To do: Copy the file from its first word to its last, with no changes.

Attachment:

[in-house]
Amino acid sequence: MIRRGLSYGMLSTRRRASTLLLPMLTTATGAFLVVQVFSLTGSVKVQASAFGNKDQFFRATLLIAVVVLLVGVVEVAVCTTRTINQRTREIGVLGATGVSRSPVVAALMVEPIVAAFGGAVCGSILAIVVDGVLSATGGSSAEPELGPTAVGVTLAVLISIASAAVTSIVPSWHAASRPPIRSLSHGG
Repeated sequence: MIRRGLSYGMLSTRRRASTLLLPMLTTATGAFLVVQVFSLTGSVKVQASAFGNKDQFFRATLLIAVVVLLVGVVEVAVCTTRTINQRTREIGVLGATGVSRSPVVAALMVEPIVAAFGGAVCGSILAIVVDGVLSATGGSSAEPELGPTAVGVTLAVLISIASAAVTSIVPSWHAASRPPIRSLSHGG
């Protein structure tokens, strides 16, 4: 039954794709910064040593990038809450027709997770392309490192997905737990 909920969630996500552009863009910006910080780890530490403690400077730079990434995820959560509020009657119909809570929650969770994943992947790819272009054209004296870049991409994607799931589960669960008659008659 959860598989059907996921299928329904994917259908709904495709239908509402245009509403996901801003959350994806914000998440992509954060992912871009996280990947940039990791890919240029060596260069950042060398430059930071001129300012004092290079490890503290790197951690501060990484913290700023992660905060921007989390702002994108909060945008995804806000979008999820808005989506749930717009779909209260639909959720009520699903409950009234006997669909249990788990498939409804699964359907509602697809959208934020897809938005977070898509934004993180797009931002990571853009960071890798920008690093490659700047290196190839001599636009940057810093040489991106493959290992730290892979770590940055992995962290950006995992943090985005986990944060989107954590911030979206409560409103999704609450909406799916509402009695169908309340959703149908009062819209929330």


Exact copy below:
[in-house]
Amino acid sequence: MIRRGLSYGMLSTRRRASTLLLPMLTTATGAFLVVQVFSLTGSVKVQASAFGNKDQFFRATLLIAVVVLLVGVVEVAVCTTRTINQRTREIGVLGATGVSRSPVVAALMVEPIVAAFGGAVCGSILAIVVDGVLSATGGSSAEPELGPTAVGVTLAVLISIASAAVTSIVPSWHAASRPPIRSLSHGG
Repeated sequence: MIRRGLSYGMLSTRRRASTLLLPMLTTATGAFLVVQVFSLTGSVKVQASAFGNKDQFFRATLLIAVVVLLVGVVEVAVCTTRTINQRTREIGVLGATGVSRSPVVAALMVEPIVAAFGGAVCGSILAIVVDGVLSATGGSSAEPELGPTAVGVTLAVLISIASAAVTSIVPSWHAASRPPIRSLSHGG
């Protein structure tokens, strides 16, 4: 039954794709910064040593990038809450027709997770392309490192997905737990 909920969630996500552009863009910006910080780890530490403690400077730079990434995820959560509020009657119909809570929650969770994943992947790819272009054209004296870049991409994607799931589960669960008659008659 959860598989059907996921299928329904994917259908709904495709239908509402245009509403996901801003959350994806914000998440992509954060992912871009996280990947940039990791890919240029060596260069950042060398430059930071001129300012004092290079490890503290790197951690501060990484913290700023992660905060921007989390702002994108909060945008995804806000979008999820808005989506749930717009779909209260639909959720009520699903409950009234006997669909249990788990498939409804699964359907509602697809959208934020897809938005977070898509934004993180797009931002990571853009960071890798920008690093490659700047290196190839001599636009940057810093040489991106493959290992730290892979770590940055992995962290950006995992943090985005986990944060989107954590911030979206409560409103999704609450909406799916509402009695169908309340959703149908009062819209929330």